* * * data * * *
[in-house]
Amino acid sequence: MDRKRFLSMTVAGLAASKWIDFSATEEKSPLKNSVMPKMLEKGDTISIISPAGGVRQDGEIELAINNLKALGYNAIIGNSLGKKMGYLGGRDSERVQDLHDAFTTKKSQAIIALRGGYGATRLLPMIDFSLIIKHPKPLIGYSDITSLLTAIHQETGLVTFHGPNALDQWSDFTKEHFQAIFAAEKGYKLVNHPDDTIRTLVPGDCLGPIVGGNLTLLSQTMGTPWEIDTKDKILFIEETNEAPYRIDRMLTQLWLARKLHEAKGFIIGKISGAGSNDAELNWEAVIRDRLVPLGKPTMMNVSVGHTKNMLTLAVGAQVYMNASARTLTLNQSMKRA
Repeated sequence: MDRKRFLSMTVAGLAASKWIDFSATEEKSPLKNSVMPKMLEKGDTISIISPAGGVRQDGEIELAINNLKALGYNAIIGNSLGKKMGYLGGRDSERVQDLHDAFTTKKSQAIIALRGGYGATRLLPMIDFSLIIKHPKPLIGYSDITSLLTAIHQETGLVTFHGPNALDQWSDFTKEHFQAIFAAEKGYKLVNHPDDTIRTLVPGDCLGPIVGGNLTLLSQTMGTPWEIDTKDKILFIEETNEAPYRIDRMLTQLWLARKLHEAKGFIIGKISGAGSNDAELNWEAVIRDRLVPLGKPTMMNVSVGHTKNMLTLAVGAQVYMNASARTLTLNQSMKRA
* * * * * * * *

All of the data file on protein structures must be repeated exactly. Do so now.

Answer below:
[in-house]
Amino acid sequence: MDRKRFLSMTVAGLAASKWIDFSATEEKSPLKNSVMPKMLEKGDTISIISPAGGVRQDGEIELAINNLKALGYNAIIGNSLGKKMGYLGGRDSERVQDLHDAFTTKKSQAIIALRGGYGATRLLPMIDFSLIIKHPKPLIGYSDITSLLTAIHQETGLVTFHGPNALDQWSDFTKEHFQAIFAAEKGYKLVNHPDDTIRTLVPGDCLGPIVGGNLTLLSQTMGTPWEIDTKDKILFIEETNEAPYRIDRMLTQLWLARKLHEAKGFIIGKISGAGSNDAELNWEAVIRDRLVPLGKPTMMNVSVGHTKNMLTLAVGAQVYMNASARTLTLNQSMKRA
Repeated sequence: MDRKRFLSMTVAGLAASKWIDFSATEEKSPLKNSVMPKMLEKGDTISIISPAGGVRQDGEIELAINNLKALGYNAIIGNSLGKKMGYLGGRDSERVQDLHDAFTTKKSQAIIALRGGYGATRLLPMIDFSLIIKHPKPLIGYSDITSLLTAIHQETGLVTFHGPNALDQWSDFTKEHFQAIFAAEKGYKLVNHPDDTIRTLVPGDCLGPIVGGNLTLLSQTMGTPWEIDTKDKILFIEETNEAPYRIDRMLTQLWLARKLHEAKGFIIGKISGAGSNDAELNWEAVIRDRLVPLGKPTMMNVSVGHTKNMLTLAVGAQVYMNASARTLTLNQSMKRA